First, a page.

An unspectacular pile of bricks
What we say:
This unspectacular pile of bricks is not worth going out of your way for but if you're passing it's worth a stop at what is one of the most historically important and oldest temples in the area.
The temple lies just off the track along the southern embankment of the West Baray and was clearly heavily damaged during the lake's construction. An inscription from 613 has been found at the site, indicating that probably the first temple on the site dates to either the reign of the great Ishnarvarman himself or his father Mahendravarman, though it was during the later 7th, early 8th century and the reigns of Jayavarman I and his daughter Queen Jayadevi that the capital was moved to this site. Ak Yum more than likely became the state-temple of their city Aninditapura.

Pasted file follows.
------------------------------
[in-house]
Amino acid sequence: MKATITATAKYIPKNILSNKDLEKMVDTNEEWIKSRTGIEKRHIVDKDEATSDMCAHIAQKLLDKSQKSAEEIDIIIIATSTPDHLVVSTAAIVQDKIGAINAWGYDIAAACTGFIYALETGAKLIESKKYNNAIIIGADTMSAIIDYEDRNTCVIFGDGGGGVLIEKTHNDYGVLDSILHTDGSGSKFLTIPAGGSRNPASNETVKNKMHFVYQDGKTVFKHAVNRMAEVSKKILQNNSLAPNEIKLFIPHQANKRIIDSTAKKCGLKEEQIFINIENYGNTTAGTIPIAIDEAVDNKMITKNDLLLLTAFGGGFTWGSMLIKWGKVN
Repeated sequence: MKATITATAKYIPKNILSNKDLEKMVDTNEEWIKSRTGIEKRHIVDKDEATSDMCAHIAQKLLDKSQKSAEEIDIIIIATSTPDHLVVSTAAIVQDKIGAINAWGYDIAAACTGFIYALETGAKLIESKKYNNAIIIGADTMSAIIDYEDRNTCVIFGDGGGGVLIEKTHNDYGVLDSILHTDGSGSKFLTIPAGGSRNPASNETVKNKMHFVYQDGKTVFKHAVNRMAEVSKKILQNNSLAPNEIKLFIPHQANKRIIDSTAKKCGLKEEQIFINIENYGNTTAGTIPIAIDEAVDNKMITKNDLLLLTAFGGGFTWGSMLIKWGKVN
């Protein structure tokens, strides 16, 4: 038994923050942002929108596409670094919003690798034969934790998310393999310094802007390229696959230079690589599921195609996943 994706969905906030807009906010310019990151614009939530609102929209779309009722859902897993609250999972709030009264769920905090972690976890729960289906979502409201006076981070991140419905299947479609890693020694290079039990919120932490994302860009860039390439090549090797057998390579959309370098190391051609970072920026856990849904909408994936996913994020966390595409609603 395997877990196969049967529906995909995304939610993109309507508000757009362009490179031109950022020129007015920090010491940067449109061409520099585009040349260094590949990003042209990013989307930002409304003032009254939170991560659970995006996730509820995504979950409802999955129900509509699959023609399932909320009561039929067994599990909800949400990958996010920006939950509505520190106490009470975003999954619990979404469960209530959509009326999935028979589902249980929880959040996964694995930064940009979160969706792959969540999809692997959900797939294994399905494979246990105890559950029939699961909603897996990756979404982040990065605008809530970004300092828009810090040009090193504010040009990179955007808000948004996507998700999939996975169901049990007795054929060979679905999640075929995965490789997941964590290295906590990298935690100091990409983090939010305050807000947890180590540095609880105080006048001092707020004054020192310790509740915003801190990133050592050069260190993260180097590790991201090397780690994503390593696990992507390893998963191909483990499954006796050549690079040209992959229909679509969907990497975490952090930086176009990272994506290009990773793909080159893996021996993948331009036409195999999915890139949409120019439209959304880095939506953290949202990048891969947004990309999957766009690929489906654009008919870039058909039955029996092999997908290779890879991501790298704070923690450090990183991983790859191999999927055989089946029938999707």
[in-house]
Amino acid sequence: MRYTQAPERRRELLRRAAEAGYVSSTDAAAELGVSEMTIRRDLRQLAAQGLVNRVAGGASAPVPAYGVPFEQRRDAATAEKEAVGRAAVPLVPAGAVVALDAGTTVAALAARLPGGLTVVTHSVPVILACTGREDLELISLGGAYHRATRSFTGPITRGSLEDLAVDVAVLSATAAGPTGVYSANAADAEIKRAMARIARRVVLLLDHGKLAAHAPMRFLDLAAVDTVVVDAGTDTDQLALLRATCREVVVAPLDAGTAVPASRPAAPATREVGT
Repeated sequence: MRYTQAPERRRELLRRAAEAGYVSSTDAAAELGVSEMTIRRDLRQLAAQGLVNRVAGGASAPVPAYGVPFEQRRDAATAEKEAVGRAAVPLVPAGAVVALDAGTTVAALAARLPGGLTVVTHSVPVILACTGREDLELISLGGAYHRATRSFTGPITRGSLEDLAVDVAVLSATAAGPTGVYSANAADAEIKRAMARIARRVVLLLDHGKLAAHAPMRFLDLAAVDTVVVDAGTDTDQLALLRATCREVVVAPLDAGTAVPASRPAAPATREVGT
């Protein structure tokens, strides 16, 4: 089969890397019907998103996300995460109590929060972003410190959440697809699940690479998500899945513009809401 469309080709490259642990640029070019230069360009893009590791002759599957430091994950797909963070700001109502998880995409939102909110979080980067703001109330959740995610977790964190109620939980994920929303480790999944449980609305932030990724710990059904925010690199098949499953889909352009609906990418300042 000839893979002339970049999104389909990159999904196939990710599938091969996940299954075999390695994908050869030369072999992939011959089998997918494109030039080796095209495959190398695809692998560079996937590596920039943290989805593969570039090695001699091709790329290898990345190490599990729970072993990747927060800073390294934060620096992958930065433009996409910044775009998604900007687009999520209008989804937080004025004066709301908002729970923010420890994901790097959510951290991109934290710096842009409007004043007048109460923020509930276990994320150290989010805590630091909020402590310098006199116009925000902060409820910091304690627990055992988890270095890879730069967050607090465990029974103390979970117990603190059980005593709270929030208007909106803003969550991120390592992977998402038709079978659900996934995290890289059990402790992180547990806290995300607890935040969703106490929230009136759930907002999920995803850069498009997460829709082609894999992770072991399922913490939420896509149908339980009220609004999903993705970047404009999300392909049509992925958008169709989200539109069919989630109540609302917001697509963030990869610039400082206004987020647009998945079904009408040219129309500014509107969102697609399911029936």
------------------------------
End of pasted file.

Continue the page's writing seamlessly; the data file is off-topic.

Though now all that can be seen is the remains of a laterite step platform surrounded by a few piles of bricks it must have been a lot more impressive in its prime and was certainly the first ever step pyramid-type temple constructed by the Khmers. The sparse remains seen today presumably date from an upgrade during Jayavarman II's occupation of the area. Note there are no guardians at this temple so no pass is needed.
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